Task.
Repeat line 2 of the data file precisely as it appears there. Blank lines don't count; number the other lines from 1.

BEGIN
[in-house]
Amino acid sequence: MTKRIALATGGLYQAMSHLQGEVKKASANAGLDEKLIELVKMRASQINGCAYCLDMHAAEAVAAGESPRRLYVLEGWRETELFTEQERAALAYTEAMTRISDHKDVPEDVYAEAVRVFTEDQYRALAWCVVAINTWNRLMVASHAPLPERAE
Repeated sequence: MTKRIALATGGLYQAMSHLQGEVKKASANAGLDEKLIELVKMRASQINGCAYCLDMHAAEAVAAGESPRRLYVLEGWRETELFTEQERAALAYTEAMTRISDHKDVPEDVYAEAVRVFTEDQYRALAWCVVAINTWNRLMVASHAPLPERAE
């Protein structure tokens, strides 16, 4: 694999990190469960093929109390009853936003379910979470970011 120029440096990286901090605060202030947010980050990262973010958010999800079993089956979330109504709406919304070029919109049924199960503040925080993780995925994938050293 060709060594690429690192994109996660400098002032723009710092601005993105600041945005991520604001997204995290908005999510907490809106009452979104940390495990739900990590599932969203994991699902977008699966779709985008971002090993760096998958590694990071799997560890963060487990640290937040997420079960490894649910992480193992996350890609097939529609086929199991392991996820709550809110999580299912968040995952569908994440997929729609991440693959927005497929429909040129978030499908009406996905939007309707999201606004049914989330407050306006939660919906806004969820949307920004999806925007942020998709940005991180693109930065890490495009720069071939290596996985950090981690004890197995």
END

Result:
Amino acid sequence: MTKRIALATGGLYQAMSHLQGEVKKASANAGLDEKLIELVKMRASQINGCAYCLDMHAAEAVAAGESPRRLYVLEGWRETELFTEQERAALAYTEAMTRISDHKDVPEDVYAEAVRVFTEDQYRALAWCVVAINTWNRLMVASHAPLPERAE